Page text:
(Interview) Daniel Feiler — Life is what you make it.
Daniel Feiler — Born in Sydney, Australia, I have been living in Singapore for eight years with my wife and three children. I currently head up communications across the Asia Pacific for ServiceNow (a global digital transformation company) and started my professional career as a journalist over 20 years ago.
Music has always been a big part of my life. Some of my earliest memories are listening to my mums old 45s and LPs. She didn’t have a huge collection but it was all great records like the 60s British invasion bands and Ray Charles. I was hooked.
When I was around nine years old my grandmother bought me a very cheap guitar. I spent so many hours dancing around with that thing along to Beatles records, so my mum enrolled me into classical guitar lessons with a Ukrainian teacher. At the time I hated it. I wanted to play rock. However, the teacher must have done a good job because even though I quit after less than a year, when I picked it up again at the age of 14 I remembered enough of his lessons to start teaching myself.
Shortly after that, I scraped up enough money to buy a beat-up old electric guitar and a small amplifier. I was in a band before I had even made that purchase. What followed was 10+ years of playing in bands in and around Sydney, mostly rock music. Following that, performing music took a back seat for the next 15 years as I focused on family and career.
When we moved to Singapore, I started to play the guitar more regularly again. It wasn’t long until I stumbled on Singapore’s very vibrant and welcoming jam scene and it was like being a kid in a candy store.
The music scene in Australia — Most of my experience in the Australian music scene was in Sydney from late 80s until 1995. So I can only speak for that time and place (things may have changed more recently).
Historically, Sydney is responsible for producing Australia’s most successful bands; AC/DC, INXS, Midnight Oil and more. One of the reasons for this was the very healthy pub/club scene, where bands could hone their craft. Sadly, in the early ’90s two changes in legislation brought on live music’s demise in the city; the loosening of laws on poker machines in pubs and the tightening of laws on noise in suburban areas. As a result, a lot of the stages were either closed or turned into gambling rooms.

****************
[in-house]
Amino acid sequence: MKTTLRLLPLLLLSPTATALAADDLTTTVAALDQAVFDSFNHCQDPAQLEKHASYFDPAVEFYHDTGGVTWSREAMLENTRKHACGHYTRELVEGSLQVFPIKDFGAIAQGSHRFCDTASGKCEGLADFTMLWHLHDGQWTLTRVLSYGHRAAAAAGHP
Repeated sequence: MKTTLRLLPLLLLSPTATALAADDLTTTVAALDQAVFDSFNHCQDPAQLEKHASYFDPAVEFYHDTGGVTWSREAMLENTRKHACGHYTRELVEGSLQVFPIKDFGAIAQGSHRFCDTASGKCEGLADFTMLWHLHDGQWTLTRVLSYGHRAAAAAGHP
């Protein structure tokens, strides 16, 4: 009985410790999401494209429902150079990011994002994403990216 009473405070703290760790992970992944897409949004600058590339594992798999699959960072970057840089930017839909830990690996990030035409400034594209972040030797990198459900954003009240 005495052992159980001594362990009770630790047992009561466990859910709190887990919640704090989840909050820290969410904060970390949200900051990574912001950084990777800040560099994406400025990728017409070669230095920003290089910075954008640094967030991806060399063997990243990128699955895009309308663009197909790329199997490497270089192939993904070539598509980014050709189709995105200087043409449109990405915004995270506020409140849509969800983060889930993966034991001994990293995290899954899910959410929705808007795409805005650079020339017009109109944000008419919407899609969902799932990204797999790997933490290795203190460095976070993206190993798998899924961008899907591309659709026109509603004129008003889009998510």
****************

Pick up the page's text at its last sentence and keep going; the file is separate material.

The venues that kept their stages, preferred cover bands that could guarantee a big crowd over supporting original music. The band I was playing with at that time was all original and we went from several gigs a month in 1991, to playing once every couple of months by 1995. Today Melbourne, which has done a lot more to protect its live music scene, has overtaken Sydney as Australia’s premier city for musicians.
Singapore is a very different beast to Sydney. Firstly, Singapore has a very healthy culture of jam nights. Secondly, jam nights here are very welcoming. Almost anyone will be given a chance here. Sydney never really had many places to jam and if there was a chance to jam, you’d need to know someone who knows what standard you’re at before being given a chance.
When I first started jamming in Singapore, I was blown away by how supportive people were of me, especially considering how rusty I was. This friendly nature made it easy to make friends and before I knew it I was playing in a variety of different bands.
I was especially keen to play Soul music, my love for it goes back to my mum’s Ray Charles 45s. I started playing with a Blues Brothers cover show, predominately comprised of expats, which was loads of fun. When that started to wind down mid-2017, as some of the ex-pats returned to their home countries, I was determined to enlist Singaporean musicians, who would be more likely to be here for the long-term (which is also my plan). I was also particular about working with musicians who I respected and found easy-going. I can be pretty demanding and pure democracy doesn’t really work in a band this size. It still blows my mind how these amazing musicians all agreed to be in the band. I guess that comes down to the welcoming nature of the Singapore music scene.
The other important thing to stress, especially now during this extended period of Circuit Breaker, is the importance of supporting live music venues. I pray that they can survive this period of closure and I hope that we all unite to support them when they are back in business.